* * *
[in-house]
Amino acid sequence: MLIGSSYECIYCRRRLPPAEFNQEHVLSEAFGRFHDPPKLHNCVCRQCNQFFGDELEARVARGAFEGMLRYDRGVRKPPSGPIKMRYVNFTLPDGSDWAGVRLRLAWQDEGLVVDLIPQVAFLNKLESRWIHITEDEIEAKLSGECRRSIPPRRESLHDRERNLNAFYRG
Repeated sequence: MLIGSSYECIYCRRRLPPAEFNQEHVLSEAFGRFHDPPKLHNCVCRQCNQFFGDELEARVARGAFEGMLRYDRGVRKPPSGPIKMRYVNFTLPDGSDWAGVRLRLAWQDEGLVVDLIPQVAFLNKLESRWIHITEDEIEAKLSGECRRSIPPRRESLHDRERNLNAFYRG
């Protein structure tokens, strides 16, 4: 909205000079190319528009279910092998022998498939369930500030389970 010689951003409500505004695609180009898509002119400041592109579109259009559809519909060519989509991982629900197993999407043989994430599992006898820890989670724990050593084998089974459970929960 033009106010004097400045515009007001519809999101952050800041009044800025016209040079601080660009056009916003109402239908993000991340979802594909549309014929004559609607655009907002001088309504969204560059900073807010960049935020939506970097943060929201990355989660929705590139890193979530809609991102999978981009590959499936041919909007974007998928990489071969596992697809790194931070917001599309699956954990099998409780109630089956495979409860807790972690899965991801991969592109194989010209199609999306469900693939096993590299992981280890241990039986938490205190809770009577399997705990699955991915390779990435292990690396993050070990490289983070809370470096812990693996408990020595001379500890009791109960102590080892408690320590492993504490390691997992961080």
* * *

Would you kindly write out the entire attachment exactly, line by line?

[in-house]
Amino acid sequence: MLIGSSYECIYCRRRLPPAEFNQEHVLSEAFGRFHDPPKLHNCVCRQCNQFFGDELEARVARGAFEGMLRYDRGVRKPPSGPIKMRYVNFTLPDGSDWAGVRLRLAWQDEGLVVDLIPQVAFLNKLESRWIHITEDEIEAKLSGECRRSIPPRRESLHDRERNLNAFYRG
Repeated sequence: MLIGSSYECIYCRRRLPPAEFNQEHVLSEAFGRFHDPPKLHNCVCRQCNQFFGDELEARVARGAFEGMLRYDRGVRKPPSGPIKMRYVNFTLPDGSDWAGVRLRLAWQDEGLVVDLIPQVAFLNKLESRWIHITEDEIEAKLSGECRRSIPPRRESLHDRERNLNAFYRG
């Protein structure tokens, strides 16, 4: 909205000079190319528009279910092998022998498939369930500030389970 010689951003409500505004695609180009898509002119400041592109579109259009559809519909060519989509991982629900197993999407043989994430599992006898820890989670724990050593084998089974459970929960 033009106010004097400045515009007001519809999101952050800041009044800025016209040079601080660009056009916003109402239908993000991340979802594909549309014929004559609607655009907002001088309504969204560059900073807010960049935020939506970097943060929201990355989660929705590139890193979530809609991102999978981009590959499936041919909007974007998928990489071969596992697809790194931070917001599309699956954990099998409780109630089956495979409860807790972690899965991801991969592109194989010209199609999306469900693939096993590299992981280890241990039986938490205190809770009577399997705990699955991915390779990435292990690396993050070990490289983070809370470096812990693996408990020595001379500890009791109960102590080892408690320590492993504490390691997992961080």